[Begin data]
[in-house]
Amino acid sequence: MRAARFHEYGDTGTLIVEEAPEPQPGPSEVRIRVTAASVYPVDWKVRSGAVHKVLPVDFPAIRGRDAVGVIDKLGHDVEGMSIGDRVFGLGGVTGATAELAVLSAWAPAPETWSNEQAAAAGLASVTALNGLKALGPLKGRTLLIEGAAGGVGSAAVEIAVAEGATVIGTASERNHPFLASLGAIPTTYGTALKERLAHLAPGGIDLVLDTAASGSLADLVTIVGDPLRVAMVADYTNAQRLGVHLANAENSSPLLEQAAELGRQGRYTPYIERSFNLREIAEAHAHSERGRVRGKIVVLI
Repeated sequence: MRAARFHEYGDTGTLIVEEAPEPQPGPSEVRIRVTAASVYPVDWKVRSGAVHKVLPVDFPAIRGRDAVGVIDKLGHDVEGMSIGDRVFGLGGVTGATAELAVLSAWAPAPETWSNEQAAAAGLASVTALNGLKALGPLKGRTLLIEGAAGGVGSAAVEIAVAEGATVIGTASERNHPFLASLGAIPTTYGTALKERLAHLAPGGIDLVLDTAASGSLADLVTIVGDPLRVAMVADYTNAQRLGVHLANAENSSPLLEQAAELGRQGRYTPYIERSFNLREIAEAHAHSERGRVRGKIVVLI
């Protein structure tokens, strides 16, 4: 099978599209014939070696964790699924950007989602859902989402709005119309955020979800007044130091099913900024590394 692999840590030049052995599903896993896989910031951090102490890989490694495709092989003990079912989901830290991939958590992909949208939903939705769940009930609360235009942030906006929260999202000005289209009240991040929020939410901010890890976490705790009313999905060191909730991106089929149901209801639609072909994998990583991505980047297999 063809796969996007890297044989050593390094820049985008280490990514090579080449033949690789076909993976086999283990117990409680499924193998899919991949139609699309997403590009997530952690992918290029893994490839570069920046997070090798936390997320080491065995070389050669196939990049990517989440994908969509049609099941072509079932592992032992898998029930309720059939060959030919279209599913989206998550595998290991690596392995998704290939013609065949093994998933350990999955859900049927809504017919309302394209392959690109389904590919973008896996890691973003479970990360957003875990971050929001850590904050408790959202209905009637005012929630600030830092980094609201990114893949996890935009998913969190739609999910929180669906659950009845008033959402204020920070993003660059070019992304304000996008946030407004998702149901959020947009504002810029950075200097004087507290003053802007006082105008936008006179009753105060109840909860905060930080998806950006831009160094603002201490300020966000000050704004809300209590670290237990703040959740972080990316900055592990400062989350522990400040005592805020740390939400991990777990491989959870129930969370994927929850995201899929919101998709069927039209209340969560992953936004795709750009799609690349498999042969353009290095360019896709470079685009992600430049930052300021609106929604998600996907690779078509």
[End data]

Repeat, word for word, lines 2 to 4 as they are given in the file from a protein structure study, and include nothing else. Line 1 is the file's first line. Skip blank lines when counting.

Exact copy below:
Amino acid sequence: MRAARFHEYGDTGTLIVEEAPEPQPGPSEVRIRVTAASVYPVDWKVRSGAVHKVLPVDFPAIRGRDAVGVIDKLGHDVEGMSIGDRVFGLGGVTGATAELAVLSAWAPAPETWSNEQAAAAGLASVTALNGLKALGPLKGRTLLIEGAAGGVGSAAVEIAVAEGATVIGTASERNHPFLASLGAIPTTYGTALKERLAHLAPGGIDLVLDTAASGSLADLVTIVGDPLRVAMVADYTNAQRLGVHLANAENSSPLLEQAAELGRQGRYTPYIERSFNLREIAEAHAHSERGRVRGKIVVLI
Repeated sequence: MRAARFHEYGDTGTLIVEEAPEPQPGPSEVRIRVTAASVYPVDWKVRSGAVHKVLPVDFPAIRGRDAVGVIDKLGHDVEGMSIGDRVFGLGGVTGATAELAVLSAWAPAPETWSNEQAAAAGLASVTALNGLKALGPLKGRTLLIEGAAGGVGSAAVEIAVAEGATVIGTASERNHPFLASLGAIPTTYGTALKERLAHLAPGGIDLVLDTAASGSLADLVTIVGDPLRVAMVADYTNAQRLGVHLANAENSSPLLEQAAELGRQGRYTPYIERSFNLREIAEAHAHSERGRVRGKIVVLI
């Protein structure tokens, strides 16, 4: 099978599209014939070696964790699924950007989602859902989402709005119309955020979800007044130091099913900024590394 692999840590030049052995599903896993896989910031951090102490890989490694495709092989003990079912989901830290991939958590992909949208939903939705769940009930609360235009942030906006929260999202000005289209009240991040929020939410901010890890976490705790009313999905060191909730991106089929149901209801639609072909994998990583991505980047297999 063809796969996007890297044989050593390094820049985008280490990514090579080449033949690789076909993976086999283990117990409680499924193998899919991949139609699309997403590009997530952690992918290029893994490839570069920046997070090798936390997320080491065995070389050669196939990049990517989440994908969509049609099941072509079932592992032992898998029930309720059939060959030919279209599913989206998550595998290991690596392995998704290939013609065949093994998933350990999955859900049927809504017919309302394209392959690109389904590919973008896996890691973003479970990360957003875990971050929001850590904050408790959202209905009637005012929630600030830092980094609201990114893949996890935009998913969190739609999910929180669906659950009845008033959402204020920070993003660059070019992304304000996008946030407004998702149901959020947009504002810029950075200097004087507290003053802007006082105008936008006179009753105060109840909860905060930080998806950006831009160094603002201490300020966000000050704004809300209590670290237990703040959740972080990316900055592990400062989350522990400040005592805020740390939400991990777990491989959870129930969370994927929850995201899929919101998709069927039209209340969560992953936004795709750009799609690349498999042969353009290095360019896709470079685009992600430049930052300021609106929604998600996907690779078509």